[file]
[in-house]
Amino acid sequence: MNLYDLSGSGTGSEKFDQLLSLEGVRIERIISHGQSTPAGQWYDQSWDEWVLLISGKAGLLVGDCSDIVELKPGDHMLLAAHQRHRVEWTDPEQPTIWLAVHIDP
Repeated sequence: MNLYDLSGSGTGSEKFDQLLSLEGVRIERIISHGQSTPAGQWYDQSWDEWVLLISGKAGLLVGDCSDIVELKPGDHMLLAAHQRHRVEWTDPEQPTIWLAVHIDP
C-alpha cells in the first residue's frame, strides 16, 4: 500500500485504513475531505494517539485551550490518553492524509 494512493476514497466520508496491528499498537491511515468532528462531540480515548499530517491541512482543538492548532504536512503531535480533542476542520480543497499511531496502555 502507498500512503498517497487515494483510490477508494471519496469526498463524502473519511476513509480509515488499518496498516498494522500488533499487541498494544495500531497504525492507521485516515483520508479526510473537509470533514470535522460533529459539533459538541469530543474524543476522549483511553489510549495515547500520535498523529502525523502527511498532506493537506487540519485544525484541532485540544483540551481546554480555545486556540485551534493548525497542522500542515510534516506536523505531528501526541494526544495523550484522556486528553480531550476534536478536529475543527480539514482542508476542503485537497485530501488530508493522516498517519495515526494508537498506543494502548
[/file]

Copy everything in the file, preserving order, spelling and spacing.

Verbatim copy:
[in-house]
Amino acid sequence: MNLYDLSGSGTGSEKFDQLLSLEGVRIERIISHGQSTPAGQWYDQSWDEWVLLISGKAGLLVGDCSDIVELKPGDHMLLAAHQRHRVEWTDPEQPTIWLAVHIDP
Repeated sequence: MNLYDLSGSGTGSEKFDQLLSLEGVRIERIISHGQSTPAGQWYDQSWDEWVLLISGKAGLLVGDCSDIVELKPGDHMLLAAHQRHRVEWTDPEQPTIWLAVHIDP
C-alpha cells in the first residue's frame, strides 16, 4: 500500500485504513475531505494517539485551550490518553492524509 494512493476514497466520508496491528499498537491511515468532528462531540480515548499530517491541512482543538492548532504536512503531535480533542476542520480543497499511531496502555 502507498500512503498517497487515494483510490477508494471519496469526498463524502473519511476513509480509515488499518496498516498494522500488533499487541498494544495500531497504525492507521485516515483520508479526510473537509470533514470535522460533529459539533459538541469530543474524543476522549483511553489510549495515547500520535498523529502525523502527511498532506493537506487540519485544525484541532485540544483540551481546554480555545486556540485551534493548525497542522500542515510534516506536523505531528501526541494526544495523550484522556486528553480531550476534536478536529475543527480539514482542508476542503485537497485530501488530508493522516498517519495515526494508537498506543494502548